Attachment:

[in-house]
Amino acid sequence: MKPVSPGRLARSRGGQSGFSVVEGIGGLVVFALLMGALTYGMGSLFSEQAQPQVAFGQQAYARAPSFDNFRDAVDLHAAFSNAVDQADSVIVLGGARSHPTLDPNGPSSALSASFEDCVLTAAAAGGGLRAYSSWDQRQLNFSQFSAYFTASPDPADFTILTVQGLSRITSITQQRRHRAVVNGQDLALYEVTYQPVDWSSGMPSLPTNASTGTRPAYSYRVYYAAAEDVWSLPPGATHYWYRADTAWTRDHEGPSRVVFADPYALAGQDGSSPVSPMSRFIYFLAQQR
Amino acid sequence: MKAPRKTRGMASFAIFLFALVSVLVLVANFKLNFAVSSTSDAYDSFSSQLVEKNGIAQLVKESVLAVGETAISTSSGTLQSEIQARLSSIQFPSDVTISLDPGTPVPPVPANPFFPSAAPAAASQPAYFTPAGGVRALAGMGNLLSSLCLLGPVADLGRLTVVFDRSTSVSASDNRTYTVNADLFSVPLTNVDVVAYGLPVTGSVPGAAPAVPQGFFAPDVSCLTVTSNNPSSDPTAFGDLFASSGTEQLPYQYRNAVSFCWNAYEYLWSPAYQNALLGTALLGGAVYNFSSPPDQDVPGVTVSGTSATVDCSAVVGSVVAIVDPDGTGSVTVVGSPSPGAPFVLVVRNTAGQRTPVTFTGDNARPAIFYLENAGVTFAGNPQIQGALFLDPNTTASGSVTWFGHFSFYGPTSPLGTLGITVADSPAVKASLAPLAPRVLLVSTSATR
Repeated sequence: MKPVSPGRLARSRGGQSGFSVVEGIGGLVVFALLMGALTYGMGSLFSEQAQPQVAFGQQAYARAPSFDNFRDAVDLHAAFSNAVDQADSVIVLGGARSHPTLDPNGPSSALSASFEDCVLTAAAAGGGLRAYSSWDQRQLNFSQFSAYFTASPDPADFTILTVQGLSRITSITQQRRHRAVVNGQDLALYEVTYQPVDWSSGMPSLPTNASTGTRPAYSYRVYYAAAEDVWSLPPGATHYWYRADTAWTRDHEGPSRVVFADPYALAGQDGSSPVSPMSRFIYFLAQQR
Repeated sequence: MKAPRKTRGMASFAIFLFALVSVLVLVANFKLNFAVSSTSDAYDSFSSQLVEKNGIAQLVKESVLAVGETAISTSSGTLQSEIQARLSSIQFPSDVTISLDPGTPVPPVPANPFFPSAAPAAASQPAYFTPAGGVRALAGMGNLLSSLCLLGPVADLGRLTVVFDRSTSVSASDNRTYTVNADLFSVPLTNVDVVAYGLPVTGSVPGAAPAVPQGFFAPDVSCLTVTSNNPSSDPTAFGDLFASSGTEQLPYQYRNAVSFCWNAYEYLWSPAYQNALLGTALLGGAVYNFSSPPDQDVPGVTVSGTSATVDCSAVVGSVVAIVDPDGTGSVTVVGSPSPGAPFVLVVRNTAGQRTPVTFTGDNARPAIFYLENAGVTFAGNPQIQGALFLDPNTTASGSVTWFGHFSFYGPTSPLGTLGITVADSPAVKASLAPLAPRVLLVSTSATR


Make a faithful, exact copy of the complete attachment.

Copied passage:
[in-house]
Amino acid sequence: MKPVSPGRLARSRGGQSGFSVVEGIGGLVVFALLMGALTYGMGSLFSEQAQPQVAFGQQAYARAPSFDNFRDAVDLHAAFSNAVDQADSVIVLGGARSHPTLDPNGPSSALSASFEDCVLTAAAAGGGLRAYSSWDQRQLNFSQFSAYFTASPDPADFTILTVQGLSRITSITQQRRHRAVVNGQDLALYEVTYQPVDWSSGMPSLPTNASTGTRPAYSYRVYYAAAEDVWSLPPGATHYWYRADTAWTRDHEGPSRVVFADPYALAGQDGSSPVSPMSRFIYFLAQQR
Amino acid sequence: MKAPRKTRGMASFAIFLFALVSVLVLVANFKLNFAVSSTSDAYDSFSSQLVEKNGIAQLVKESVLAVGETAISTSSGTLQSEIQARLSSIQFPSDVTISLDPGTPVPPVPANPFFPSAAPAAASQPAYFTPAGGVRALAGMGNLLSSLCLLGPVADLGRLTVVFDRSTSVSASDNRTYTVNADLFSVPLTNVDVVAYGLPVTGSVPGAAPAVPQGFFAPDVSCLTVTSNNPSSDPTAFGDLFASSGTEQLPYQYRNAVSFCWNAYEYLWSPAYQNALLGTALLGGAVYNFSSPPDQDVPGVTVSGTSATVDCSAVVGSVVAIVDPDGTGSVTVVGSPSPGAPFVLVVRNTAGQRTPVTFTGDNARPAIFYLENAGVTFAGNPQIQGALFLDPNTTASGSVTWFGHFSFYGPTSPLGTLGITVADSPAVKASLAPLAPRVLLVSTSATR
Repeated sequence: MKPVSPGRLARSRGGQSGFSVVEGIGGLVVFALLMGALTYGMGSLFSEQAQPQVAFGQQAYARAPSFDNFRDAVDLHAAFSNAVDQADSVIVLGGARSHPTLDPNGPSSALSASFEDCVLTAAAAGGGLRAYSSWDQRQLNFSQFSAYFTASPDPADFTILTVQGLSRITSITQQRRHRAVVNGQDLALYEVTYQPVDWSSGMPSLPTNASTGTRPAYSYRVYYAAAEDVWSLPPGATHYWYRADTAWTRDHEGPSRVVFADPYALAGQDGSSPVSPMSRFIYFLAQQR
Repeated sequence: MKAPRKTRGMASFAIFLFALVSVLVLVANFKLNFAVSSTSDAYDSFSSQLVEKNGIAQLVKESVLAVGETAISTSSGTLQSEIQARLSSIQFPSDVTISLDPGTPVPPVPANPFFPSAAPAAASQPAYFTPAGGVRALAGMGNLLSSLCLLGPVADLGRLTVVFDRSTSVSASDNRTYTVNADLFSVPLTNVDVVAYGLPVTGSVPGAAPAVPQGFFAPDVSCLTVTSNNPSSDPTAFGDLFASSGTEQLPYQYRNAVSFCWNAYEYLWSPAYQNALLGTALLGGAVYNFSSPPDQDVPGVTVSGTSATVDCSAVVGSVVAIVDPDGTGSVTVVGSPSPGAPFVLVVRNTAGQRTPVTFTGDNARPAIFYLENAGVTFAGNPQIQGALFLDPNTTASGSVTWFGHFSFYGPTSPLGTLGITVADSPAVKASLAPLAPRVLLVSTSATR